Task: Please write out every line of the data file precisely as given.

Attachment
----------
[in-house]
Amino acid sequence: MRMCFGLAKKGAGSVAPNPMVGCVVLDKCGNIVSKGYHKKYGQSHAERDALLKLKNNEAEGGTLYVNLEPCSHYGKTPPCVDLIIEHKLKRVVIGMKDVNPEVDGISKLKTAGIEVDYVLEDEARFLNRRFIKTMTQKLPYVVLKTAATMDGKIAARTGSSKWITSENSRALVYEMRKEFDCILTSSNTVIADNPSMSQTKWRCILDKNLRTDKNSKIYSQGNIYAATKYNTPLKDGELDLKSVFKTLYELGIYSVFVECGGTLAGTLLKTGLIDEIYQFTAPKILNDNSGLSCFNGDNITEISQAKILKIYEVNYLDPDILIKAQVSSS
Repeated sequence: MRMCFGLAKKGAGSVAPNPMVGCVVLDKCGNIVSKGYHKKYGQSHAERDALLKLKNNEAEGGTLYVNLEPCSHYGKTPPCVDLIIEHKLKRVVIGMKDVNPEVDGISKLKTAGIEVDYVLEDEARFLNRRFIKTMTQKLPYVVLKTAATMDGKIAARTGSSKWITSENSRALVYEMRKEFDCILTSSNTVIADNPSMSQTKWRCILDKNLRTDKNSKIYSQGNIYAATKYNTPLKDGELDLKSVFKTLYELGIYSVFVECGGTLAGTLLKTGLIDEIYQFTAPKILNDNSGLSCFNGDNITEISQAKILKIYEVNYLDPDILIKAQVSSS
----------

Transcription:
[in-house]
Amino acid sequence: MRMCFGLAKKGAGSVAPNPMVGCVVLDKCGNIVSKGYHKKYGQSHAERDALLKLKNNEAEGGTLYVNLEPCSHYGKTPPCVDLIIEHKLKRVVIGMKDVNPEVDGISKLKTAGIEVDYVLEDEARFLNRRFIKTMTQKLPYVVLKTAATMDGKIAARTGSSKWITSENSRALVYEMRKEFDCILTSSNTVIADNPSMSQTKWRCILDKNLRTDKNSKIYSQGNIYAATKYNTPLKDGELDLKSVFKTLYELGIYSVFVECGGTLAGTLLKTGLIDEIYQFTAPKILNDNSGLSCFNGDNITEISQAKILKIYEVNYLDPDILIKAQVSSS
Repeated sequence: MRMCFGLAKKGAGSVAPNPMVGCVVLDKCGNIVSKGYHKKYGQSHAERDALLKLKNNEAEGGTLYVNLEPCSHYGKTPPCVDLIIEHKLKRVVIGMKDVNPEVDGISKLKTAGIEVDYVLEDEARFLNRRFIKTMTQKLPYVVLKTAATMDGKIAARTGSSKWITSENSRALVYEMRKEFDCILTSSNTVIADNPSMSQTKWRCILDKNLRTDKNSKIYSQGNIYAATKYNTPLKDGELDLKSVFKTLYELGIYSVFVECGGTLAGTLLKTGLIDEIYQFTAPKILNDNSGLSCFNGDNITEISQAKILKIYEVNYLDPDILIKAQVSSS